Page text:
Host of gun bills [DaveH: good and bad] await legislators in upcoming session
BY ANDREW CAIN Richmond Times-Dispatch
Gov. Bob McDonnell has established a task force to review school and campus safety in Virginia after the mass shooting in Connecticut. He has ordered the group to send him its initial recommendations by Jan. 31 so that he and lawmakers can consider the ideas in the General Assembly session that starts Jan. 9.
A separate work group, headed by Attorney General Ken Cuccinelli and Dr. Bill Hazel, the state’s secretary of Health and Human Resources, is reviewing issues related to mental health.
While lawmakers have until Jan. 19 to introduce bills for the upcoming session, legislators in both parties already have announced or introduced a host of gun bills. For example:
• Del. Joseph D. Morrissey, D-Henrico, says he will introduce legislation to ban the sale of assault-style weapons and large-capacity magazines.
• Sen. David W. Marsden, D-Fairfax, has introduced legislation to make gun owners civilly liable if their weapons are stolen and used in the commission of a crime that results in death or injury and they “failed to take adequate care and control” to prevent the theft. He filed a second bill that would establish a $250 penalty for failing to report the theft of one’s gun.
• Republicans in the House of Delegates say they want to boost funding to encourage more school resource officers in elementary schools. School resource officers are certified local law enforcement officers who are posted in public schools in the state. Terry McAuliffe, the presumptive Democratic nominee for governor, has called for legislation to help localities provide school resource officers for elementary schools that request it.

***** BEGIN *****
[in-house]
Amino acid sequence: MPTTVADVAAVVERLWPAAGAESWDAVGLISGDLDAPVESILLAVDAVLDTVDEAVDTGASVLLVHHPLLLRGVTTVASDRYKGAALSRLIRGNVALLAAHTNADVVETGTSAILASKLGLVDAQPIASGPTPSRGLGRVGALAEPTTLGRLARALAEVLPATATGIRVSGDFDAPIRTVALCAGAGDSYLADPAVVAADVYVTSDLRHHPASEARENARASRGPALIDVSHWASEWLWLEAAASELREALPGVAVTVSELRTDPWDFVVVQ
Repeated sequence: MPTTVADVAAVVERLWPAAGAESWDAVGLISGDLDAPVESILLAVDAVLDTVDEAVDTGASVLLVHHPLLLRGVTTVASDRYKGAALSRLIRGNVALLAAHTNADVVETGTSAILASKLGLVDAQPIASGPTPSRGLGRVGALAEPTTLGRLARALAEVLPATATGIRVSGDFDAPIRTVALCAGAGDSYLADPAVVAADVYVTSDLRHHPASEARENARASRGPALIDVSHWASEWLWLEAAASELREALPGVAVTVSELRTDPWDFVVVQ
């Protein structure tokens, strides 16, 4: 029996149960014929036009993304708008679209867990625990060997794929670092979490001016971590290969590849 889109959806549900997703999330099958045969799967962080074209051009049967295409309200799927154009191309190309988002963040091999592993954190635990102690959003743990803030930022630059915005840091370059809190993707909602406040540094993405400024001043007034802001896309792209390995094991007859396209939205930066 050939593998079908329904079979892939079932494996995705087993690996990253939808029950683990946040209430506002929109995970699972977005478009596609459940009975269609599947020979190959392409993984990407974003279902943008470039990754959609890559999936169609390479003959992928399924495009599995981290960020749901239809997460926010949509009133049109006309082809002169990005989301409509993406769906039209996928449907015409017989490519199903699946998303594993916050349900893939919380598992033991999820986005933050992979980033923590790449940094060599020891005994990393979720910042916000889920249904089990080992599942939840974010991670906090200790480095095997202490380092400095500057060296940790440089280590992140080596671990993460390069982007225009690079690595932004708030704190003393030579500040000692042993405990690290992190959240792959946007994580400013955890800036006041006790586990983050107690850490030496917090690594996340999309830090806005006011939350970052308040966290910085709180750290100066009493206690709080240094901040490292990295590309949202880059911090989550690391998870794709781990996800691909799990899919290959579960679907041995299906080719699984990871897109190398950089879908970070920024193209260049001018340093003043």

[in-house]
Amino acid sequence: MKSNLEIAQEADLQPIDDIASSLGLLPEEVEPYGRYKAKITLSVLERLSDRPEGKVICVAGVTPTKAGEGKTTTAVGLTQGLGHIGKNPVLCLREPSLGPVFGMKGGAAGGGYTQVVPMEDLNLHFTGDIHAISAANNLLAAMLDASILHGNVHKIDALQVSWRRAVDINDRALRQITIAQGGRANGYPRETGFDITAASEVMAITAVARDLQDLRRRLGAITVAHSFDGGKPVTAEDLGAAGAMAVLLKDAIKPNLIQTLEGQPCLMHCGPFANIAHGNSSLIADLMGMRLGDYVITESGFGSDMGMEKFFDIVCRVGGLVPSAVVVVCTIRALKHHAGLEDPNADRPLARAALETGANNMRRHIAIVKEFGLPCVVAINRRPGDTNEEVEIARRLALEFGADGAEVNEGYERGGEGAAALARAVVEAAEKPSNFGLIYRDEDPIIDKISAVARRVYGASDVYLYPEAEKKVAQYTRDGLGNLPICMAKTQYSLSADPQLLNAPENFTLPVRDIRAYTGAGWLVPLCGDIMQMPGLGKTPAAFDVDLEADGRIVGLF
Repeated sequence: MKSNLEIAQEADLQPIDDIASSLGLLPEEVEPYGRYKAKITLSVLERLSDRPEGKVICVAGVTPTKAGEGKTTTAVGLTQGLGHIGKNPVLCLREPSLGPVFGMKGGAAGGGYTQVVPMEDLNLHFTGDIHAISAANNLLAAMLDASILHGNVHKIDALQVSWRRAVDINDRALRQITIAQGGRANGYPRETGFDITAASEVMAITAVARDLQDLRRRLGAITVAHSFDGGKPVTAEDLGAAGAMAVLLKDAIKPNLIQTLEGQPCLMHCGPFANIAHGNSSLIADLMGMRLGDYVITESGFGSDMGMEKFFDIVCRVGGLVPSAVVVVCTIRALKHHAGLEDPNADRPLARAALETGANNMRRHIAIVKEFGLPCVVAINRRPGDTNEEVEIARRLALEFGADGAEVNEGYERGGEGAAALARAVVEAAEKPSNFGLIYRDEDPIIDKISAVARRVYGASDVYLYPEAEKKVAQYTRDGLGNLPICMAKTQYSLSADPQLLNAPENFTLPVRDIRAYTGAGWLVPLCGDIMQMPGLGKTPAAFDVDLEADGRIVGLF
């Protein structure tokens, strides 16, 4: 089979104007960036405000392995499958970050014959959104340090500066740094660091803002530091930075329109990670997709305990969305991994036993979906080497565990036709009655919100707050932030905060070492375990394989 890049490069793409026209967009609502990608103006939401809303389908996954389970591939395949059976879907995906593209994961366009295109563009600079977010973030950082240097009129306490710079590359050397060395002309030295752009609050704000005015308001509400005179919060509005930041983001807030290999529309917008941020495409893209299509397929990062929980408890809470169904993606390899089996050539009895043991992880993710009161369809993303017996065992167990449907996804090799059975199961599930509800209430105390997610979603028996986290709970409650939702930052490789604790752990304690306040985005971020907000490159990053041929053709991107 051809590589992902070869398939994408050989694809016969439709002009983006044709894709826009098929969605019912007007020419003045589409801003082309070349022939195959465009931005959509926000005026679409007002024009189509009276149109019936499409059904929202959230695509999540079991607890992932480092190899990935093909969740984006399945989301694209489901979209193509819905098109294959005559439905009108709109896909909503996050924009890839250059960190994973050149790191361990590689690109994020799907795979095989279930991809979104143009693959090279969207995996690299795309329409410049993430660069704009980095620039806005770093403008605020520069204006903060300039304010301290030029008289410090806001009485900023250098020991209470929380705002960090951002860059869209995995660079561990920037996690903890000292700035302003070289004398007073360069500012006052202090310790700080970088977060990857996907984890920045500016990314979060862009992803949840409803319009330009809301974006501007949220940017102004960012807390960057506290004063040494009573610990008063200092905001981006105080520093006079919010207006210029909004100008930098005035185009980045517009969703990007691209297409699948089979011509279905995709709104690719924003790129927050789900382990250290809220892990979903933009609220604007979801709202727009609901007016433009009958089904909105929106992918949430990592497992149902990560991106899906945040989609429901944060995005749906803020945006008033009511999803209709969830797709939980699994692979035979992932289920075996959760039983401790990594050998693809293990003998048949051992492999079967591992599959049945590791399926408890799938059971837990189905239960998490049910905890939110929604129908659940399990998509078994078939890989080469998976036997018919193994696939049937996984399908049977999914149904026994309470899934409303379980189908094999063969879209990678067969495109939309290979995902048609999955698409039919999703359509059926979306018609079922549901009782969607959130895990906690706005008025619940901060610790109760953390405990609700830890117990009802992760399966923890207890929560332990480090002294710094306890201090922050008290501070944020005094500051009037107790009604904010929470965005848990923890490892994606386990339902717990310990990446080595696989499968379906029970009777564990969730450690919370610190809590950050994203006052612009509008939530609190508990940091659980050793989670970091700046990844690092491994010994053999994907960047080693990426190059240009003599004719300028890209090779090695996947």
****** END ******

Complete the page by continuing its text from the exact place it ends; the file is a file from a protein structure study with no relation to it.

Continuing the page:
• Del. Robert G. Marshall, R-Prince William, says he will introduce legislation that would require school boards to arrange for some school employees to receive the Virginia State Police standard of firearm safety and competency training.
• Del. Anne B. Crockett-Stark, R-Wythe, has filed a “castle doctrine” bill that would provide civil immunity for people who use deadly force against an intruder.
• Sen. Janet D. Howell, D-Fairfax, says she will introduce legislation to close the so-called gun-show loophole in which private purchasers can buy guns from private sellers without undergoing a background check.
• Del. Luke E. Torian, D-Prince William, has introduced a bill that would delete some firearms safety courses that now satisfy the competency requirement to qualify for a concealed-weapon permit. The bill requires that certain firearms safety courses that satisfy the requirement focus primarily on the use and handling of a concealed handgun.
• Del. James M. Scott, D-Fairfax, has introduced a bill that would bar any person who is convicted of stalking, sexual battery, or assault and battery of a family member that results in serious bodily injury from possessing, transporting, or carrying a firearm or any other weapon for five years after conviction.
• Sen. Phillip P. Puckett, D-Russell, introduced a bill that provides an exemption for any retired correctional officer with at least 15 years of service from any fee charged for the issuance of a concealed-handgun permit.